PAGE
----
When Charter Communications Spectrum struck a deal with Disney to end the 12-day cable blackout and bring back channels like ESPN and FX to the cable provider’s lineup, a few of Disney-owned networks were left out. Now, DIRECTV announced that they want to follow Spectrum’s lead and get networks to agree to remove some of their smaller networks.
Spectrum’s deal with Disney resulted in Baby TV, Disney Junior, Disney XD, Freeform, FXM, FXX, Nat Geo Wild and Nat Geo Mundo all being dropped from Spectrum’s TV packages. This move and future moves could result in 30 cable TV networks, according to a report from S&P Global Market Intelligence analyst Scott Robson.
“We were out there three or four years ago fighting for the principle that our customers shouldn’t have to pay twice,” Thun said, according to a report from Sports Business Journal. “They already have pay-TV subscriptions. They should get free access to all of the DTC platforms.”
“What’s going to happen in deals going forward, we’re going to have a better integration of different apps into our linear experience … and provide more value to customers that frankly we thought was part of the underlying licensing of channels to begin with,” DIRECTV Chief Content Officer Rob Thun said.
These two companies are the second and third largest pay TV providers in the United States. If they both drop the same networks, it could easily kill those networks.
According to Robson, the networks most at risk of shutting down are:
- BBC America, IFC, Sundance TV (AMC Networks)
- CNBC World, E!, Syfy, Universal Kids (Comcast Corp. NBCUniversal)
- Fox Sports 2 (Fox Corp.)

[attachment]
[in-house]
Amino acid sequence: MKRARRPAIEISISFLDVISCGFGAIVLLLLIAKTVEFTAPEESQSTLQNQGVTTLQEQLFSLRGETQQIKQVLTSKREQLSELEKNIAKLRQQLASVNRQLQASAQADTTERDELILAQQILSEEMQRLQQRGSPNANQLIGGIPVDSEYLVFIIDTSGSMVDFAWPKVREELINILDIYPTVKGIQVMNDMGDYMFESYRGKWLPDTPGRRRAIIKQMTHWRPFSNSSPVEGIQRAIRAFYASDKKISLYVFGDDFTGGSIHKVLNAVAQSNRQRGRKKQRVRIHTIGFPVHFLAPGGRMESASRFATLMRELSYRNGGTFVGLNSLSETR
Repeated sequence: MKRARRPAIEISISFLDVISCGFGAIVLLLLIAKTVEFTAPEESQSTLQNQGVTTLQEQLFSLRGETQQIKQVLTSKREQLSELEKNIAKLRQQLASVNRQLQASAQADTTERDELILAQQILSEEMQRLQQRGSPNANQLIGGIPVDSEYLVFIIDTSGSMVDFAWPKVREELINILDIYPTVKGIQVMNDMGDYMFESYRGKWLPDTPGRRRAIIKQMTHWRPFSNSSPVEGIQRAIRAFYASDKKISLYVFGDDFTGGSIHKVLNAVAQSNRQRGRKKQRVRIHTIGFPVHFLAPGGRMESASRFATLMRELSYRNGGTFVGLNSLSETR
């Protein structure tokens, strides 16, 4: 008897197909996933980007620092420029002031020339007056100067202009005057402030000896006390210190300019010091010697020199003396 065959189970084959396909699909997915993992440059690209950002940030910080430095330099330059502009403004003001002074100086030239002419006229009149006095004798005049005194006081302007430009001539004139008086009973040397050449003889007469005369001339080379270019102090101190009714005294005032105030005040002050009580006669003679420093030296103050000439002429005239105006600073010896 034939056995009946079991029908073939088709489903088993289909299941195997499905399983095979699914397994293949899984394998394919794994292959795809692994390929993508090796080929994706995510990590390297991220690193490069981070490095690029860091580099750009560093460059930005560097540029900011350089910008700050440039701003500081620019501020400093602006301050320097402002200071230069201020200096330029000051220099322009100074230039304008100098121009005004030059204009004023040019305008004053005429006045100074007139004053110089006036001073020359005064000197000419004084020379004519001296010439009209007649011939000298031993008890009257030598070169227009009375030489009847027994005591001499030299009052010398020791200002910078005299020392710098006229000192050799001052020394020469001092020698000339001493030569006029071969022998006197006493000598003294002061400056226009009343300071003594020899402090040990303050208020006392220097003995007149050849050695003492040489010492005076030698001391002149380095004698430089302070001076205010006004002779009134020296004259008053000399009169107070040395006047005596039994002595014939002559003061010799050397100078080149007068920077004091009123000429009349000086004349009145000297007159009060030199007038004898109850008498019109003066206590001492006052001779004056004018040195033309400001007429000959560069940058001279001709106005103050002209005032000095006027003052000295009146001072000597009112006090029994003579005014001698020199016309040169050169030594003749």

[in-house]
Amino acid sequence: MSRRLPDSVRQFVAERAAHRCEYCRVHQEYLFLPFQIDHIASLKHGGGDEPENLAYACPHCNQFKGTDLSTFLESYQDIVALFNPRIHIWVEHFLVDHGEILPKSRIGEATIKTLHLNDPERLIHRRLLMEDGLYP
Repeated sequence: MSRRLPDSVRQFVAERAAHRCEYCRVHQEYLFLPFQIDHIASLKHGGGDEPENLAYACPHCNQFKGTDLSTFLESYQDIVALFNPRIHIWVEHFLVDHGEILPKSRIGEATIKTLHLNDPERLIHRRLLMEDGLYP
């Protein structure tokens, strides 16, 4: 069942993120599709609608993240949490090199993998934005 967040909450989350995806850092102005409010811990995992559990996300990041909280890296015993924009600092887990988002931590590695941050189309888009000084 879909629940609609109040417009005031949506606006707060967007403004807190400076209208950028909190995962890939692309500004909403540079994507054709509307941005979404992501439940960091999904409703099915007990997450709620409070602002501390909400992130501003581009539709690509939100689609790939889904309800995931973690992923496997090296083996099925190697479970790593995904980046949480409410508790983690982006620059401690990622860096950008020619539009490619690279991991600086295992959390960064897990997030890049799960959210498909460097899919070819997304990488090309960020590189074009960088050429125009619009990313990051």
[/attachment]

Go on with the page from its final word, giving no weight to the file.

- BET Gospel, BET Her, BET Hip-Hop, BET James, BET Soul, CMT Music, LOGO, MTV Classic, MTV Live, MTV2, mtvu, Nick Jr. NickMusic, Nicktoons, POP, Smithsonian Channel, TeenNick, Tr3s (Paramount Global)
- Disney Jr., Disney XD, Freeform, FXM, FXX, Nat Geo Mundo, Nat Geo Wild (Walt Disney Co.)
- American Heroes Channel, Boomerang, Cooking Channel, Destination America, Science, TCM, truTV (Warner Bros. Discovery)
“Carriage deals forged in 2012 were focused on ‘TV Everywhere’ rights,” Robson wrote. “Nowadays, deals include negotiations for buy-through windows for streaming services like AMC+ and Discovery+.”
Disney and Spectrum’s heated dispute lasted for two sports-filled weekends and left 14.7 million Spectrum subscribers without viewing access at the start of college football season. A simular fight with DIRECTV could result in an additional 12.3 million customers losing access to these channels.
In total, if both services drop the same channels, that is 27 million fewer subscribers to these networks. A blow that many smaller channels could not survive.
Spectrum argued that the cost of content needed to be redefined and called the video ecosystem “broken.” The key sticking points in the argument was ESPN and Disney’s insistence on including it in more cable packages than Spectrum wanted. As the war between the two companies heated up, Charter CEO Chris Winfrey said he was willing to walk away from Disney, which would have been devastating to the media company and its ESPN asset. When talks between the two companies broke down, channels like ESPN, FX, The Disney Channel and multiple college sports networks went dark for the cable provider.
The question now seems to be is when will DIRECTV’s next big contract with companies like Disney come up for renewal.